Apple breeding program hopes to 'refresh Canada's varietal mix'
An apple breeding program in Canada is combining traditional techniques with genetics and sensory science to develop varieties with strong consumer appeal that stand out from the crowd.
A team at Ontario-based Vineland Research and Innovation Centre (Vineland) started the project in 2011 in partnership with the Ontario Apple Growers, and currently has more than 4,000 trees planted for evaluation.
The researchers have been sequencing the DNA of some 80 varieties of high quality apples from Vineland’s Apple Heritage Orchard - established in 1967 - and modern commercial lines.
The center's research director of applied genomics Dr. Daryl Somers told www.freshfruitportal.com human sensory perception was mapped by merging data sets from a panel's evaluation of the cultivars with a genetic map of these samples generated using DNA sequence information.
By combining the data, positions can be found on the apple genome that correspond to human key sensory attributes.
"Based on our apple sensory profile of attributes such as taste, texture and flavour, we are able to map the human sensory perception and taste experience for apples and identify genetic markers for specific fruit quality consumers prefer," Somers said.
"These markers are used to accelerate Vineland’s breeding program by focusing on varieties that meet consumers’ preferences."
The trees that are already planted on the center's research farm are the result of crosses based on apple quality and plant adaptation.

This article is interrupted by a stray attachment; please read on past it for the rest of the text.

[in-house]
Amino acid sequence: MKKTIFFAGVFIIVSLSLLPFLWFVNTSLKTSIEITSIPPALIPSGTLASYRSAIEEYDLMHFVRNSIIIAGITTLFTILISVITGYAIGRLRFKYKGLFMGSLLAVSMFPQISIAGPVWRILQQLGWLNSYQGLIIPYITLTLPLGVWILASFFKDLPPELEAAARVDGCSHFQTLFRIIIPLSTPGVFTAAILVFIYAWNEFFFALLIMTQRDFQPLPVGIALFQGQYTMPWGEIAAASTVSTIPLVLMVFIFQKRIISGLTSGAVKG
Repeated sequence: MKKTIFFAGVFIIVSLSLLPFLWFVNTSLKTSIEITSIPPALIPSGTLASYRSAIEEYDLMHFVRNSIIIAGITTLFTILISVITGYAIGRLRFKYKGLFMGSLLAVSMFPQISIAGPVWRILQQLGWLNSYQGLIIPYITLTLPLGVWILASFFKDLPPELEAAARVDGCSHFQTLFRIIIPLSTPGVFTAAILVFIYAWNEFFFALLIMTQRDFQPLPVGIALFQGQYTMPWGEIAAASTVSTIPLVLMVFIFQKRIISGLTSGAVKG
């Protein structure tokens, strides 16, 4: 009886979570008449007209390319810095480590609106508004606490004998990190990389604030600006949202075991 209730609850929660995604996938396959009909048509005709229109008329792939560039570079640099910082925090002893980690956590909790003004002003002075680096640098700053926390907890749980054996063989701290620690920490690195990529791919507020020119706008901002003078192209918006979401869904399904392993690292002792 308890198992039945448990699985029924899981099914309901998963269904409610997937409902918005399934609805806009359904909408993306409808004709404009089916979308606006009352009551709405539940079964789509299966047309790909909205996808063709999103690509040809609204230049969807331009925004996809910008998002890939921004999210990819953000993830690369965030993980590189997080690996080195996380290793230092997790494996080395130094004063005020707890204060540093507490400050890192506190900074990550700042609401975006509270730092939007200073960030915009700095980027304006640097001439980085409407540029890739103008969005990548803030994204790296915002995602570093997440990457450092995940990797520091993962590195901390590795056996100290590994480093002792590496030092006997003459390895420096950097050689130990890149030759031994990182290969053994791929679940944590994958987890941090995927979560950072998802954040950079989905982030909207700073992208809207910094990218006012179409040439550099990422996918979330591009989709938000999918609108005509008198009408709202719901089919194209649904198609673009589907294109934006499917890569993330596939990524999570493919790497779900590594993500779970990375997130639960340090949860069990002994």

An additional 6,400 apple seedlings planted earlier were also budded onto root stock this past season. They were selected using DNA fingerprinting, for sugar-acid balance, firmness and better storage potential.
The goal of the project is to plant a total of 25,000 trees for evaluation over the next few years.
Somers said as the program was still in its early stages, the first variety may be released within the next 12-15 years.
While the case will be different for each variety, in general the apples will initially be offered for the Canadian production sector through license arrangements.
Further agreements may also be made with variety management organizations if they are suitable for production outside of Canada.
"These varieties are initially being selected and tested within the province of Ontario at our research site, so they are most likely to fit the Canadian climate," Somers said.
"That said, apples are known to be adapted to multiple environments even though they were initially selected within one climatic region."
Asked how these apples might be able to stand out in the crowd with so many new varieties available nowadays, Somers said Vineland's first priority was high quality apples with good consumer appeal.
"The point is to be differentiated in the market relative to what is available," he said.
"We are interested in refreshing the variety mix we currently grow in Canada and move toward higher quality apples that provide a good return for growers and satisfaction for consumers.
"There are traits such as crisp texture, juiciness, sugar/acid balance, firmness, storage ability that all must be considered in the selection process and ultimately, to be differentiated from the crowd."
Photos: Courtesy of Vineland